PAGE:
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You will immediately notice that this blog covers a wide range of themes - in fact, whatever takes my fancy or whatever I feel strongly about that is current or topical. Although themes may relate to business, corporate or organisational issues (i.e. the core talents of JCG), they also cover issues on which JCG also feels warranted to comment, such as social issues, my books, other peoples' books and so on. You need to know that comments are moderated - not to stifle disagreement - but rather to eliminate obnoxious or incendiary comments. If a reader wishes to pursue any specific theme in more detail, specifically in relation to corporate, business or organisational issues, or in relation to my books, then the reader is invited to send an off-line email with a request. A prompt response is promised. I hope you enjoy this blog - sometimes informed, sometimes amused and sometimes empassioned. Welcome and enjoy.

31 March 2014

Discipline within organisations

I think that the issue of discipline and its contribution to culture and organisational performance rests with the definition of 'discipline'.

Furthermore, my observations suggest that 'poor discipline' is commonly not uniform across the organisation.

For example, if a particular procedure or process is stupid, illogical or counter-productive, and if people don't comply with it, it might still be interpreted as poor discipline. In this instance, discipline and the level of its compliance, are determined by the robustness of the issue to be complied with in the minds of the people who must comply with a directive. If everything else in the organisation makes sense, then there is discipline everywhere, except where it doesn't make sense.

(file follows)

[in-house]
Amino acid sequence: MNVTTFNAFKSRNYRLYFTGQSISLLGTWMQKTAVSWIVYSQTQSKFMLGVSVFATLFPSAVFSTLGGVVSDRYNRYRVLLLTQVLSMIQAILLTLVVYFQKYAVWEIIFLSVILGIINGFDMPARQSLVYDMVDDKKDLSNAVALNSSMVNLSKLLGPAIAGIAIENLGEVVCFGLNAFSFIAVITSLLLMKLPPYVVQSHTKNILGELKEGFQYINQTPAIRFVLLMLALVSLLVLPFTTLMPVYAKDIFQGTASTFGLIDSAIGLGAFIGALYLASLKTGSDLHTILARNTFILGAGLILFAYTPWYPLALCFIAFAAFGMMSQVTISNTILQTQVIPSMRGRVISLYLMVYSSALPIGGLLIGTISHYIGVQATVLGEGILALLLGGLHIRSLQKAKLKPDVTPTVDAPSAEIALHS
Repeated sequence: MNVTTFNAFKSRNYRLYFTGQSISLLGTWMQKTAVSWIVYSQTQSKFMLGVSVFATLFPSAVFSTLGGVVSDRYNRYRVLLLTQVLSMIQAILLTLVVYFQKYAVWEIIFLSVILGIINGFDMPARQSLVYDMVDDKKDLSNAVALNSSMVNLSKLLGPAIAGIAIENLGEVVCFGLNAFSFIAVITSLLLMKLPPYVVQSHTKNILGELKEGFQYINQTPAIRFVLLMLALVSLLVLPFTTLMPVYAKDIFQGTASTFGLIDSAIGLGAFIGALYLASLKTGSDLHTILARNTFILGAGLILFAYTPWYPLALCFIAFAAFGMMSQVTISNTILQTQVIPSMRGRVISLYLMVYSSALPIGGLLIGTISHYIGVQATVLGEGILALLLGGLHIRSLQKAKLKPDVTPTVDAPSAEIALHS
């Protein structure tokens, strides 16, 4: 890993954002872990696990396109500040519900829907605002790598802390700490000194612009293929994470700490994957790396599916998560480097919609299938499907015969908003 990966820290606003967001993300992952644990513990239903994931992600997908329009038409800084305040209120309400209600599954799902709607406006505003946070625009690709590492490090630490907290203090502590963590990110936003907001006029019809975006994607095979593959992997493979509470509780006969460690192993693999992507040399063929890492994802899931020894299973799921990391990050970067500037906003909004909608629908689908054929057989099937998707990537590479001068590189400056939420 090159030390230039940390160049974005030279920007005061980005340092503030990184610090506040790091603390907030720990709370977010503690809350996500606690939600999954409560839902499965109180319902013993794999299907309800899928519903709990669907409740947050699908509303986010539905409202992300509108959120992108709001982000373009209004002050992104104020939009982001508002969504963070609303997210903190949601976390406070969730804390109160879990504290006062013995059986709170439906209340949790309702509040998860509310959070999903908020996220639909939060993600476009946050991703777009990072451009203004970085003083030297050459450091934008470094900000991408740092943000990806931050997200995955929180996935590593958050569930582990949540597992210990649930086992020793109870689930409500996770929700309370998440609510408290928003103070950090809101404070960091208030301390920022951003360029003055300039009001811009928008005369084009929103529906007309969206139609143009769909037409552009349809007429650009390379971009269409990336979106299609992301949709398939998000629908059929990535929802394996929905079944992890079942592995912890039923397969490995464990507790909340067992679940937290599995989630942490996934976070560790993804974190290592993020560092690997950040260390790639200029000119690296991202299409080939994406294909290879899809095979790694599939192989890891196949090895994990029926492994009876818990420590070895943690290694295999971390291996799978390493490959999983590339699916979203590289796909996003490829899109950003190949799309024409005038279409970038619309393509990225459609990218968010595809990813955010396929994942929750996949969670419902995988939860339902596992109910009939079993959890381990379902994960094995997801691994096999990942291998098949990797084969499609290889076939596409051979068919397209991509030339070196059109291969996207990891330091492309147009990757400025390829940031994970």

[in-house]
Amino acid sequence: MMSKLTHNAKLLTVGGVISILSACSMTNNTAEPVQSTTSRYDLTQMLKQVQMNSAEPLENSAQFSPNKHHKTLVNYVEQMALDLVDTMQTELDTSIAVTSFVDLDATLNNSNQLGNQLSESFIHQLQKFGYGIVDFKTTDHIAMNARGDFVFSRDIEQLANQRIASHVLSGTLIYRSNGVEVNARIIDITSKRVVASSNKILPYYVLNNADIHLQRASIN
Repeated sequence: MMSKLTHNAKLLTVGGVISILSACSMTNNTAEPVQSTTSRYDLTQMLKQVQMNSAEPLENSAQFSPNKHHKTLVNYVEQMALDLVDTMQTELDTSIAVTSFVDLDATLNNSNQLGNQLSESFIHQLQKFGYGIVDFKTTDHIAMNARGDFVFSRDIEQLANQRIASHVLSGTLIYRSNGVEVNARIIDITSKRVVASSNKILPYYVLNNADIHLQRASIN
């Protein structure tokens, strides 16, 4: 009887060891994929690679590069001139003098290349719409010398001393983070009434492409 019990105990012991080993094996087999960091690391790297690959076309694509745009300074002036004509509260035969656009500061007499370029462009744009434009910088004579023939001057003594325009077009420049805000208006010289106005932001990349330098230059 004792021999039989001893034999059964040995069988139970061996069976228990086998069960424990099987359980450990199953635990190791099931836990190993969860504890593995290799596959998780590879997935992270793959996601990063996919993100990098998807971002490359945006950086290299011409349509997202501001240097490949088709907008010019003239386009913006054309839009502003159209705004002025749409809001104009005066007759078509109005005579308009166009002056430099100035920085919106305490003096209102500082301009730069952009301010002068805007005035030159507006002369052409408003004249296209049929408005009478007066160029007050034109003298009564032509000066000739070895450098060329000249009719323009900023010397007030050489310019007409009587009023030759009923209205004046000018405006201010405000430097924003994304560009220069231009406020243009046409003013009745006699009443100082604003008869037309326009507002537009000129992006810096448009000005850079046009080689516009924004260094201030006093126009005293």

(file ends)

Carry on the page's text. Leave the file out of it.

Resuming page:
Using the same logic, lack of discipline in leaders' direction may be caused by poor leadership. Just because a person is 'ill-disciplined', doesn't mean that the person doesn't have the organisation's best interest at heart. It may be caused by poor direction (or understanding of the people that need to comply) or poor understanding of the issue (i.e. the logic of the direction) by the people who need to comply.

Discipline is necessarily contextual. If you don't appreciate the context and the people within it, then there is a good chance that imposed discipline may not achieve the outcome desired.

All of the above occurs within an organisation's cultural reality. Among other attributes elsewhere discussed, an organisation's approach and reaction to discipline forms and defines its cultures.



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